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Home » literature » fiction » ‘Weight’ (Jeanette Winterson) and ‘Girl Meets Boy’ (Ali Smith) — book reviews

‘Weight’ (Jeanette Winterson) and ‘Girl Meets Boy’ (Ali Smith) — book reviews


These two were on my Classics Club list: Weight by Jeanette Winterson and Girl Meets Boy by Ali Smith. They’re both part of the Canongate Myth Series, so I thought I would write about them together.

I missed the Canongate Myth Series when it was first published (I wasn’t in Blighty), but stumbled across it on Amazon one day. I’d been hugely impressed by Ali Smith at the Edinburgh Book Festival (2012), but I hadn’t gotten around to reading anything of hers yet, and when I found Girl Meets Boy, I just had to put it on my list. Jeanette Winterson’s offering tempted me too, and I got both for Christmas (lucky me!).

The series is an impressive reimagining of classical myths, and it gives each author enough leeway to make it their own. Ali Smith transforms the myth of Iphis, daughter of Ligdus, without the Ovidian metamorphosis twist at the end. Although the love story is key, I really like Smith’s focus on the relationship between the two sisters, Anthea and Imogen. They are both wonderfully well-drawn characters; realistic and sympathetic without being overwrought.

Whilst I enjoyed Smith’s novel, I loved Winterson’s Weight more. It tells the story of Atlas with shades of Heracles also. The nerd in me liked that she chose the Greek Heracles, rather than the later Roman interpretation, Hercules, but that pleasure would on its own be short-lived. There was something aching in Winterson’s prose that really touched me. Her Atlas ached with the weight of the world, and the weight of his responsibility, to the world but also to Heracles, who for a short time takes on the burden from him. Yet ultimately, his final responsibility is to himself.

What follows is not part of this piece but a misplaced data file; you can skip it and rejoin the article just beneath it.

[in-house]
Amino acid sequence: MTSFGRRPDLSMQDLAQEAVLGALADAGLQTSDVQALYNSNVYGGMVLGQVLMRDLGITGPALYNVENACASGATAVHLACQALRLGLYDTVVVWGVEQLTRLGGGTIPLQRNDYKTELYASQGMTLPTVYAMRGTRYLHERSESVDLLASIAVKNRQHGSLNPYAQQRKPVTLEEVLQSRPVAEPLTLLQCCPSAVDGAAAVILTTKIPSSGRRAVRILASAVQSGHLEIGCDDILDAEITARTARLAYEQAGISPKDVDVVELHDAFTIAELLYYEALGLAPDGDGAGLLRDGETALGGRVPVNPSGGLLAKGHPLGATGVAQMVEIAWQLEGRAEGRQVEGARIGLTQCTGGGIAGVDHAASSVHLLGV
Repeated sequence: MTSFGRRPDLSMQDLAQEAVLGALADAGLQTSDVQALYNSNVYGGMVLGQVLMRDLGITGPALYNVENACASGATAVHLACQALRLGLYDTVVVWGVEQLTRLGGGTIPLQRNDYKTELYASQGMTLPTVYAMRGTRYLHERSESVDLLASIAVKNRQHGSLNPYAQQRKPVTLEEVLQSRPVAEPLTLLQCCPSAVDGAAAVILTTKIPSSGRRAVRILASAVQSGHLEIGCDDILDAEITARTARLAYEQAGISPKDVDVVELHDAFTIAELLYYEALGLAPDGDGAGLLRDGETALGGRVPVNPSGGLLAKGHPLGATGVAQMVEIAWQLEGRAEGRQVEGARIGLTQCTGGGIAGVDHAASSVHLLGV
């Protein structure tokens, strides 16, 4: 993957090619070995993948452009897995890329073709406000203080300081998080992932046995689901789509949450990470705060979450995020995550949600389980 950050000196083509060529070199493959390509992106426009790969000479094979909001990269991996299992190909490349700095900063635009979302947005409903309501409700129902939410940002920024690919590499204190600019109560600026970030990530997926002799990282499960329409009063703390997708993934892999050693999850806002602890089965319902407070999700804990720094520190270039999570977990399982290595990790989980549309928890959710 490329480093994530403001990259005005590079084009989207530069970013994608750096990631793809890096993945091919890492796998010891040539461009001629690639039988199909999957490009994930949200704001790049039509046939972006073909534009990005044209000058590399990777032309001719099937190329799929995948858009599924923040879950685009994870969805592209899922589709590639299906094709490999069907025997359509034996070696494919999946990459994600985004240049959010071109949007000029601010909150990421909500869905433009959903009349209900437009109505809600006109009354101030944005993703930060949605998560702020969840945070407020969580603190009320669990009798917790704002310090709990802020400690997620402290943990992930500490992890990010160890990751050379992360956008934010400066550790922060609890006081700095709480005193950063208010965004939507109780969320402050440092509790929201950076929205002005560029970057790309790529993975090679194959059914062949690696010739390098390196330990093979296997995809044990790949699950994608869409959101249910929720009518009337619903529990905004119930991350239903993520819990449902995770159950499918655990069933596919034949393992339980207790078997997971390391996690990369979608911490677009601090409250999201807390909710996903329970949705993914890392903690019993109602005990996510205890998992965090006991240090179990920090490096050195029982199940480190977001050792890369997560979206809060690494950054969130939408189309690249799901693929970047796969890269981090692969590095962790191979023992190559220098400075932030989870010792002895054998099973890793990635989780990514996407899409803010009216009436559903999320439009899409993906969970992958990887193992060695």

Atlas is preoccupied with narrative and with boundaries, filled with existential angst, filled with deep and uncharted sensibilities. He is a character who draws the reader in. Winterson’s drawing of Heracles, the supposed pinnacle of masculinity, almost falls into the trap of making him monochrome and simplistic, but we find that he too has a sense of being filled with deep and uncharted thoughts and feelings, although he senses them dimly, does not confront them so head-on as Atlas. This doubling really adds to the first-person story, which otherwise might feel too overpowering, much like Atlas’ burden. I’d strongly recommend everyone buy this and read it over and over again.


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